2. Destiny Rescue: Tony Kirwan founded Destiny Rescue in 2001 after living in Thailand. Its mission is to rescue children from human trafficking and help them to remain free. Rescue, reintegration and prevention are the key focuses of Destiny Rescue. It has highly trained agents who go undercover in bars, brothels and on the street to track down human traffickers. After rescuing people who were trafficked, Destiny Rescue helps them return to normal life by reuniting them with families, transferring them to a transitional home and developing a Path to Freedom Plan to help decrease the vulnerabilities that led to exploitation. Destiny Rescue is diligent and dedicated to fighting human trafficking while helping victims get back on their feet.
  3. The Coalition to Abolish Slavery and Trafficking (CAST): CAST is a nonprofit organization founded in 1988 after the El Monte sweatshop case where 72 Thai workers were slaves for eight years. Founder Dr. Kathryn Macmahon and a group of activists became committed to fighting modern-day slavery and human trafficking. They created the nonprofit to provide relief, social services and outreach for those who have been victims of forced labor and modern-day slavery. It helps survivors by bringing awareness to modern slavery, advocating for antitrafficking policies and helping those who have been trafficked become reintegrated into society.
  4. Crisis Aid International: This nonprofit provides services that help the most vulnerable people in the world. It partners with other organizations to bring food, materials, medicine and other necessary items for those who need them. The organization serves people who have suffered as a result of natural disasters, famine, wars, human trafficking and other types of catastrophe. Founded in 2002, Crisis Aid International has helped approximately 1,378 sex trafficking victims, the youngest being four years old.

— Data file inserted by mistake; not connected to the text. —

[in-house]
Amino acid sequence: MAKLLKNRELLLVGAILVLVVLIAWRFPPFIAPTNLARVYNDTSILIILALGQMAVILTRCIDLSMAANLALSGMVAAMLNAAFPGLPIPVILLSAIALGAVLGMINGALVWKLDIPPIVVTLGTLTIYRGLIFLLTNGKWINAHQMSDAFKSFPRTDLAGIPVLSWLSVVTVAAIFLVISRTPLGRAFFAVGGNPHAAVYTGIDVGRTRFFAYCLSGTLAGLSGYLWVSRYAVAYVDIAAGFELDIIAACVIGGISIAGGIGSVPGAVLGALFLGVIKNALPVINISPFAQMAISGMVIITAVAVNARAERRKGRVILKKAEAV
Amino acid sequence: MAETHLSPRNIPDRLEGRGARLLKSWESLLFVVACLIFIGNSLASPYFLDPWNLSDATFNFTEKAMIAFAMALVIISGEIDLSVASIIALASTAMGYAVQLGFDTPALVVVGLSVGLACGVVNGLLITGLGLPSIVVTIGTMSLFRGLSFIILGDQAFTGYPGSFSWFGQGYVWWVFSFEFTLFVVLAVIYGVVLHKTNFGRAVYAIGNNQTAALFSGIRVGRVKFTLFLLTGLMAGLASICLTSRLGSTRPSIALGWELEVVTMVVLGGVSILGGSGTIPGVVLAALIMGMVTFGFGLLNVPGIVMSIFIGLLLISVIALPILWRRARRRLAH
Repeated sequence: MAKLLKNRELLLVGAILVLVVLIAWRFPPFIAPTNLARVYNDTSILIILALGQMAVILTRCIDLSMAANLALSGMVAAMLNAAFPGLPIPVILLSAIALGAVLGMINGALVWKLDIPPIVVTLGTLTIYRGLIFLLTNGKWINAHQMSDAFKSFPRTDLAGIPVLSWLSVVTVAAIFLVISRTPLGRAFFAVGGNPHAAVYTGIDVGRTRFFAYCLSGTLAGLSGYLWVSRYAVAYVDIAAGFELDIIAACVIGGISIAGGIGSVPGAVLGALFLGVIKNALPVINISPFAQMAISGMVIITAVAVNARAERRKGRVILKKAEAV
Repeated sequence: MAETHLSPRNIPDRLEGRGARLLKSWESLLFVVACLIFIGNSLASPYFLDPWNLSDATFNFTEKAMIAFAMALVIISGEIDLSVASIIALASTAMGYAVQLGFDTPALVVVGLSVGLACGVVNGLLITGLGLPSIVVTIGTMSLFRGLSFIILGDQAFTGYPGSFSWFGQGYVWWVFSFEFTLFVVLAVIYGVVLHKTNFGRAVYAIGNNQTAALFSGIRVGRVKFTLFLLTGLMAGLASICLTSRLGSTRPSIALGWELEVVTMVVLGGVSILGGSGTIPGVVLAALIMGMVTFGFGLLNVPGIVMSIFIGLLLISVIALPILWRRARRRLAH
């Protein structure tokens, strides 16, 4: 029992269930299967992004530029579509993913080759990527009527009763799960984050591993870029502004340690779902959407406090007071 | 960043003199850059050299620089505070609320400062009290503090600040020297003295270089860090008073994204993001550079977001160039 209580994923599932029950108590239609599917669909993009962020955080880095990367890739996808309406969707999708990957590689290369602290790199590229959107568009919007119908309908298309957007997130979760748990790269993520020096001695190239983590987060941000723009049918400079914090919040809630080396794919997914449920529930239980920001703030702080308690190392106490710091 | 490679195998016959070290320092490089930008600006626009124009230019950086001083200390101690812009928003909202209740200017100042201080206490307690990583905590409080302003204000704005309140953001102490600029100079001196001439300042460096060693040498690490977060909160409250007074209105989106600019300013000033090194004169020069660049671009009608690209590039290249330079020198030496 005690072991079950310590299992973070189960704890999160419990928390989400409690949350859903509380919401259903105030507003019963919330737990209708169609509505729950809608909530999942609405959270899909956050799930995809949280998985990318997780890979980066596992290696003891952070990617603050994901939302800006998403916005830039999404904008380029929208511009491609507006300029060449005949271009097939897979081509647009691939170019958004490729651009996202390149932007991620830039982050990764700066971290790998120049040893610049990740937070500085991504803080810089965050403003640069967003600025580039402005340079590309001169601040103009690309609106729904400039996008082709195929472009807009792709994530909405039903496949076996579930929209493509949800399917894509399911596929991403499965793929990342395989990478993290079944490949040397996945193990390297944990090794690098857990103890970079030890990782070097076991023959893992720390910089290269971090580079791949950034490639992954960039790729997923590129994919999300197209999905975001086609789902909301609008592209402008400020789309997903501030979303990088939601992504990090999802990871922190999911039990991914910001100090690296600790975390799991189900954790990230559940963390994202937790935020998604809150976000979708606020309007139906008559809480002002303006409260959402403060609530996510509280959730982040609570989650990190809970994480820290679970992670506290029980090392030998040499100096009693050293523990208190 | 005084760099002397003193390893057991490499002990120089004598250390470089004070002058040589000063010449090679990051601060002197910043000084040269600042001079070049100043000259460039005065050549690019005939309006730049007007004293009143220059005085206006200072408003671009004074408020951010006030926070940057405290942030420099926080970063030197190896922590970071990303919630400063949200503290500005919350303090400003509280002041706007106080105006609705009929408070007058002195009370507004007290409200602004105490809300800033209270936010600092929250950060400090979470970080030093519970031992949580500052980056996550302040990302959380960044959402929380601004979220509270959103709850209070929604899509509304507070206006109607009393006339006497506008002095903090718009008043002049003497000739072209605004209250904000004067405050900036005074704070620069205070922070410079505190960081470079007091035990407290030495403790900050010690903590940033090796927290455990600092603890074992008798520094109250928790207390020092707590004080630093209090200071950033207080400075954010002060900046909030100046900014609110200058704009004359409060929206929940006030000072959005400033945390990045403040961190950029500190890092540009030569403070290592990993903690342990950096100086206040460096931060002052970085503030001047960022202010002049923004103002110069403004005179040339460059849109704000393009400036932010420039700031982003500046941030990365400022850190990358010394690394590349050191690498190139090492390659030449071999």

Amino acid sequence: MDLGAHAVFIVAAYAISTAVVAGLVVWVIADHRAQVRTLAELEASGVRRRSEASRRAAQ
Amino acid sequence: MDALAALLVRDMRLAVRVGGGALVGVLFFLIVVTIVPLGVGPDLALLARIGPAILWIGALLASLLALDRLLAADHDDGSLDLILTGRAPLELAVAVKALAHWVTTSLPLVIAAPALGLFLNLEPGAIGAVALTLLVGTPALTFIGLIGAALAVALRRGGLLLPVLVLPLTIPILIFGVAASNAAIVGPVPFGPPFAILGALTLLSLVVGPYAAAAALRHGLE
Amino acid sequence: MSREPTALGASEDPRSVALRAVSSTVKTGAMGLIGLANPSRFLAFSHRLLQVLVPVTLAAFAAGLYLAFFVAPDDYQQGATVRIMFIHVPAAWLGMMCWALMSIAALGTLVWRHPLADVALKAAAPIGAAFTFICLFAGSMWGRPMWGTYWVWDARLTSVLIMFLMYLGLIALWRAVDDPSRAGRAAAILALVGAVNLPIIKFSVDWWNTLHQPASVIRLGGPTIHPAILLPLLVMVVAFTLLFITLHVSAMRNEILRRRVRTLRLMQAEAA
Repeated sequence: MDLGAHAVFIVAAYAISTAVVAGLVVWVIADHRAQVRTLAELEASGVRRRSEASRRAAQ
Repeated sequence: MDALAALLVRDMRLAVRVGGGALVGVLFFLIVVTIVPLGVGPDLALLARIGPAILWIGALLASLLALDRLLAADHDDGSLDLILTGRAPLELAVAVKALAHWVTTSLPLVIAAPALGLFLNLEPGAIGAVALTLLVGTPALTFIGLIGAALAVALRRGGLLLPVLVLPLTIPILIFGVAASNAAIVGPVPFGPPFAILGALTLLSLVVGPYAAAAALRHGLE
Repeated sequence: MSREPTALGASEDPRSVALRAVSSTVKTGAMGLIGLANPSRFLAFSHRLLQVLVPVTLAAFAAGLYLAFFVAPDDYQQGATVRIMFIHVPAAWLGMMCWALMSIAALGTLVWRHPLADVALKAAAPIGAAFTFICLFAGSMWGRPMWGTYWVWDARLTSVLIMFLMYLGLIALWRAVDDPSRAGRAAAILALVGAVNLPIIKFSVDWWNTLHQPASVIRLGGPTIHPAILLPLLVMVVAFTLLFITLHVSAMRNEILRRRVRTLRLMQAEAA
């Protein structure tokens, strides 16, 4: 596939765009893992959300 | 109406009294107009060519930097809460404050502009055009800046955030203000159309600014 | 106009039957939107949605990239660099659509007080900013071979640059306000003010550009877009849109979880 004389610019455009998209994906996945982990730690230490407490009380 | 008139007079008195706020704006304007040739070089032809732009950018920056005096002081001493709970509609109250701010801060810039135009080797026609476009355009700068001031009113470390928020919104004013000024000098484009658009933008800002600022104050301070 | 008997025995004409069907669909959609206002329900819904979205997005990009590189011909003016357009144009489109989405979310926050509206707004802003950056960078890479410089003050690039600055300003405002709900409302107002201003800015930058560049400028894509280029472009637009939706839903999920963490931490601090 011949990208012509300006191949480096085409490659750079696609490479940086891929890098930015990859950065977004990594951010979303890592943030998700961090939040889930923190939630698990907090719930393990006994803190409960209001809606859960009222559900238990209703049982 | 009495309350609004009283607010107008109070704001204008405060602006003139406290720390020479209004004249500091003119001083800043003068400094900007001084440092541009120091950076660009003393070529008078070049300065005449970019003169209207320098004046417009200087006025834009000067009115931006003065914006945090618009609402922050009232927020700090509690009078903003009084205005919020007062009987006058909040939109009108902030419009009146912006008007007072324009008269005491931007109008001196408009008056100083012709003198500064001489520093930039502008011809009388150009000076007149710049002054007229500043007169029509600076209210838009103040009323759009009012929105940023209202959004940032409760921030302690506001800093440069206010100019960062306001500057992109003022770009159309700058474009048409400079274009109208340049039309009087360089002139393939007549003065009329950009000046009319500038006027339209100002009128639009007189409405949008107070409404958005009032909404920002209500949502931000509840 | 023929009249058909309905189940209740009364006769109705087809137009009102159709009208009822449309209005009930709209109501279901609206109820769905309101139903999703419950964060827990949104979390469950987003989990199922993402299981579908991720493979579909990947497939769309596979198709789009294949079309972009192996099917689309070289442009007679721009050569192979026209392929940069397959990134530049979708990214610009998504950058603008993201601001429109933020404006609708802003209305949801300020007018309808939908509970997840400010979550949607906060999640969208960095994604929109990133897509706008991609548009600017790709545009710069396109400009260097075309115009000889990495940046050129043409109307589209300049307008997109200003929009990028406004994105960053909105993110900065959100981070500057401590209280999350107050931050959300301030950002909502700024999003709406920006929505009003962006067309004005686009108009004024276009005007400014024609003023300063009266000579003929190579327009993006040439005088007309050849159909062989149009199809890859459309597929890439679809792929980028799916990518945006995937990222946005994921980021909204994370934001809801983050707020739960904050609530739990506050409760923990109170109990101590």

5. Frees the Slaves: Free the Slaves is a lobbyist group and nonprofit. Its mission is to finish the work of early abolitionists fighting against slavery. Today, modern slavery exists in the form of forced labor, forced marriage and sex trafficking, with 50% of victims being children under the age of 18. Free the Slaves helps those held in bondage escape slavery, rebuild their life and continue to make a future for themselves and their families. The nonprofit advocates for human trafficking victims, empowers them through education and brings hope to those in slavery by letting them know their rights. Free the Slaves wants to demonstrate that creating a world without slavery is possible.